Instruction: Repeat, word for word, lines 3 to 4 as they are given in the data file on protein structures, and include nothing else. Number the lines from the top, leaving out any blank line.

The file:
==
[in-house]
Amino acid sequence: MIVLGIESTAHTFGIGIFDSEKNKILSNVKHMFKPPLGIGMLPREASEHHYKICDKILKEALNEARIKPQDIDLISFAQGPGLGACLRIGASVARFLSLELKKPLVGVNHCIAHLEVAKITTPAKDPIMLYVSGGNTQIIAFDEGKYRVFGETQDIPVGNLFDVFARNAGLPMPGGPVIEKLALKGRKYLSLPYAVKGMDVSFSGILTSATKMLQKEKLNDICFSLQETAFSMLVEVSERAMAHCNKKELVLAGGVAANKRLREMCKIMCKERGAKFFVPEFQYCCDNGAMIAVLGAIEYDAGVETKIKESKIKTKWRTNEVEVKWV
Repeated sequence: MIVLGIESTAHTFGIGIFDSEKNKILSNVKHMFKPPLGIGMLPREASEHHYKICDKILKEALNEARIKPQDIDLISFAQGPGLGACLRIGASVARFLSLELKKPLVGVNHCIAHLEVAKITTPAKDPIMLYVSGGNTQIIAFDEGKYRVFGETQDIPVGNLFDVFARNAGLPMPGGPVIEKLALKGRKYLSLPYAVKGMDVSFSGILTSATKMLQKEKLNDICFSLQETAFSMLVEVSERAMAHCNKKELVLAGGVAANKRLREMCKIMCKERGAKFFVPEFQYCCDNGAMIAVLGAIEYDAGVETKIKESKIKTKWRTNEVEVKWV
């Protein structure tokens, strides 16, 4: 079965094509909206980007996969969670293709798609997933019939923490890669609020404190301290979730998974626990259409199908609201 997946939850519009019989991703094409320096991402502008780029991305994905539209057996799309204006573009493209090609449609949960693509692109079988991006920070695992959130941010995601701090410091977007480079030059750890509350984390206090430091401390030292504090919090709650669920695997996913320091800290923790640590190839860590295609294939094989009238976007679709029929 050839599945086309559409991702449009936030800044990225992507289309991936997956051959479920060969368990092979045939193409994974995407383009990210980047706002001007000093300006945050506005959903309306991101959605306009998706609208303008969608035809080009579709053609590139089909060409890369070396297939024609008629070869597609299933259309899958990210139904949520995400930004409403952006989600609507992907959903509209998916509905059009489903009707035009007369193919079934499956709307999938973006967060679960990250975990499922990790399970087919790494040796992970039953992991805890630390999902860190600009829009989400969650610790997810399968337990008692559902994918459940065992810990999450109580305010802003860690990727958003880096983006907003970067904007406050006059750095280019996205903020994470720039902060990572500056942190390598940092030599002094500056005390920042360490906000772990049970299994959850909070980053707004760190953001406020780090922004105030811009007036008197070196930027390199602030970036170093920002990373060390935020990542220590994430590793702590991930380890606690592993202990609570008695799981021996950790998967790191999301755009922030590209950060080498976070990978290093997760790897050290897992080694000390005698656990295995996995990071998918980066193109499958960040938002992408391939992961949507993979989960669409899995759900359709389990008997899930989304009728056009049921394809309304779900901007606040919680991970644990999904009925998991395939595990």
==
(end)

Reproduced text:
Repeated sequence: MIVLGIESTAHTFGIGIFDSEKNKILSNVKHMFKPPLGIGMLPREASEHHYKICDKILKEALNEARIKPQDIDLISFAQGPGLGACLRIGASVARFLSLELKKPLVGVNHCIAHLEVAKITTPAKDPIMLYVSGGNTQIIAFDEGKYRVFGETQDIPVGNLFDVFARNAGLPMPGGPVIEKLALKGRKYLSLPYAVKGMDVSFSGILTSATKMLQKEKLNDICFSLQETAFSMLVEVSERAMAHCNKKELVLAGGVAANKRLREMCKIMCKERGAKFFVPEFQYCCDNGAMIAVLGAIEYDAGVETKIKESKIKTKWRTNEVEVKWV
């Protein structure tokens, strides 16, 4: 079965094509909206980007996969969670293709798609997933019939923490890669609020404190301290979730998974626990259409199908609201 997946939850519009019989991703094409320096991402502008780029991305994905539209057996799309204006573009493209090609449609949960693509692109079988991006920070695992959130941010995601701090410091977007480079030059750890509350984390206090430091401390030292504090919090709650669920695997996913320091800290923790640590190839860590295609294939094989009238976007679709029929 050839599945086309559409991702449009936030800044990225992507289309991936997956051959479920060969368990092979045939193409994974995407383009990210980047706002001007000093300006945050506005959903309306991101959605306009998706609208303008969608035809080009579709053609590139089909060409890369070396297939024609008629070869597609299933259309899958990210139904949520995400930004409403952006989600609507992907959903509209998916509905059009489903009707035009007369193919079934499956709307999938973006967060679960990250975990499922990790399970087919790494040796992970039953992991805890630390999902860190600009829009989400969650610790997810399968337990008692559902994918459940065992810990999450109580305010802003860690990727958003880096983006907003970067904007406050006059750095280019996205903020994470720039902060990572500056942190390598940092030599002094500056005390920042360490906000772990049970299994959850909070980053707004760190953001406020780090922004105030811009007036008197070196930027390199602030970036170093920002990373060390935020990542220590994430590793702590991930380890606690592993202990609570008695799981021996950790998967790191999301755009922030590209950060080498976070990978290093997760790897050290897992080694000390005698656990295995996995990071998918980066193109499958960040938002992408391939992961949507993979989960669409899995759900359709389990008997899930989304009728056009049921394809309304779900901007606040919680991970644990999904009925998991395939595990």